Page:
It was around this time that the families met Moorpark College history professor Patty Colman. They heard her speak about the Ballard family at a National Park Service event. She had done extensive research on the history of the Santa Monica Mountains and the people who lived here long ago. Soon after, the Los Angeles Times ran a story about the proposed name change for the mountain. For over a century, John Ballard’s land and his mountain were known pejoratively, but that was about to change.
The front-page story caught the eye of one Los Angeles family, in particular. Reggie Ballard, Sr. remembered gazing at the grainy photo that accompanied the story. The older bearded gentleman with the broad, rugged shoulders and large, hulking frame in the picture looked familiar somehow.
It, it was. It was really destiny, I know that sounds oh so dramatic, but.... you know, here I am at work, getting the- the LA Times, you know, we read the paper you know, before the start of work. And obviously, I'm drawn to this cover story that has a guy who has my same last name. So, I called my dad and he said, “Ryan, I’m looking at this fella,” I immediately knew what he was talking about…. "who reminds me of somebody in my family."
Before long, their family -- other descendants of John Ballard – were drawn into this piece of local history.
Really this is a kind of history of a lot of African Americans. That is we don’t always know from whence we came or why we operate the way we do.
In the coming months, the Culbergs, the Noxons, Patty Colman and the descendants of John Ballard met. They formed strong bonds, and, to this day, they see each other as family. In 2010, Negrohead Mountain was renamed. Reggie Ballard, the great, grandson of John Ballard – Ryan’s father – was presented with the first printed map bearing the mountain’s new name – Ballard Mountain.
It’s just about people getting together and doing what’s right and- and sometimes it’s a whole lot easier than anybody imagines it can be, and so people shouldn’t be afraid to try.
Much of the land the mountain sits on is part of the Santa Monica Mountains National Recreation Area managed by the National Park Service and the State of California.
This park was established to serve all the residents of Southern California and the Los Angeles area and specifically, um regardless of gender, race, ethnic background. We’ve always thought here it were- um, if our visitors don’t look like the- the city, and the county and the region, that we haven’t fully met our objectives. And um, the Ballard Mountain story is important because it shows that people of color have been a part- an integral part um of this area, um, for quite some time. And um, beyond that, I think it shows a century and a half of perseverance against um, almost overwhelming odds, against prejudice, violence in the form of um fires and other efforts to get John Ballard and his daughter Alice to leave the mountains um, and the fact that the family was not only able to survive this but to thrive and continue to contribute to both the country um, and to the local area um, and successive generations has been really inspiring.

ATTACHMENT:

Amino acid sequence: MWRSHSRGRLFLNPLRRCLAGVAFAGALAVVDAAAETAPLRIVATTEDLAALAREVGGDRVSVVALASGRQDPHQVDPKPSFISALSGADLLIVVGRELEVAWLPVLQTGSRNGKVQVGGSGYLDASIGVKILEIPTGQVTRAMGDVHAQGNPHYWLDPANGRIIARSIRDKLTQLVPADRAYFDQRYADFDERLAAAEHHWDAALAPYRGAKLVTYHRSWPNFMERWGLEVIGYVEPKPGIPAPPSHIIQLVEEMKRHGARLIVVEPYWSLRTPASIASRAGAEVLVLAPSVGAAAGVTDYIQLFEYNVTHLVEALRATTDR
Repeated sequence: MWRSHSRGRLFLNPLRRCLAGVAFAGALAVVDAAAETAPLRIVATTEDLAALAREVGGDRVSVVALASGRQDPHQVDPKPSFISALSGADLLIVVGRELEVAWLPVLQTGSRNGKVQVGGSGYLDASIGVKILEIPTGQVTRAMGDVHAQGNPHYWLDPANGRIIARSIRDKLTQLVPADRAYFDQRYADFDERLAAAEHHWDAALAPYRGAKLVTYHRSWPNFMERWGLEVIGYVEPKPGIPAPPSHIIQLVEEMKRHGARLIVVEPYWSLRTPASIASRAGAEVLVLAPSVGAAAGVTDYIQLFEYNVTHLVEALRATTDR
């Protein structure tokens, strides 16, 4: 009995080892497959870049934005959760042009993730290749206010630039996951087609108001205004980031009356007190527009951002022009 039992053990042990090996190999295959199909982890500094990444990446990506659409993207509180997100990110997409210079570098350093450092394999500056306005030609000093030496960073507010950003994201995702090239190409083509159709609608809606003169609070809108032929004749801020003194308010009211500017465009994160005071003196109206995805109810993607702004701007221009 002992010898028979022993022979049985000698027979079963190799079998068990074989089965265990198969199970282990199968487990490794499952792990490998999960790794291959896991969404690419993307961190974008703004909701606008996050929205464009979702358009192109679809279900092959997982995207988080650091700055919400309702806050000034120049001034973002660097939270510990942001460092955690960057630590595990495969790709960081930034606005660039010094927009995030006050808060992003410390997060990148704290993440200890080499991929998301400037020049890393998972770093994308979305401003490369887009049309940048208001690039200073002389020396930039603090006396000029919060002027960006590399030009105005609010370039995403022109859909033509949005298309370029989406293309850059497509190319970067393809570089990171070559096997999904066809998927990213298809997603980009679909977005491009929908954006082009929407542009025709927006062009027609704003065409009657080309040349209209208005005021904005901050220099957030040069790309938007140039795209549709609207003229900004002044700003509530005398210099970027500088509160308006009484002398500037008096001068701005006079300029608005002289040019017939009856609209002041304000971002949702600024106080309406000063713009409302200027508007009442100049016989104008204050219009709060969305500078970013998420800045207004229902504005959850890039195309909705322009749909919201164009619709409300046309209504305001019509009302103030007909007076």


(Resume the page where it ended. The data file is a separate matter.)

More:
You know, so often people will give attention to something because it, it’s media worthy, you know, but this was something that a group of folks thought was worthwhile. And, there was no thought about any uh, celebrity that might come along with it, so I definitely think it is uh, important and I hope that you know, for those who are just now giving ear or attention to monuments and names and understanding how important they are and the impact they can have um, I hope this is yet one other uh account that resonates in the hearts and the minds of people to reinforce what is happening in the, in the larger society.
John Ballard and his family have all contributed to making this massive, sprawling city a better place to live.
I’ve always known my family as native of Los Angeles. I’ve always known my father was a native of Los Angeles. My father was born in 1924. It was never a big deal to me but apparently to other people it was a big deal, so when I would say I was from Los Angeles people would always remark, ‘oh, yeah not a lot of people are you know, from Los Angeles.’ and I would say, 'well my dad is from Los Angeles too, he was born in 1924.' and they'd be shocked. I'd say, 'yeah my grandfather, and his father...' you know so I, I knew that much about my family, that we had a fairly long history, uh, dating back more than 100 years in the city of Los Angeles.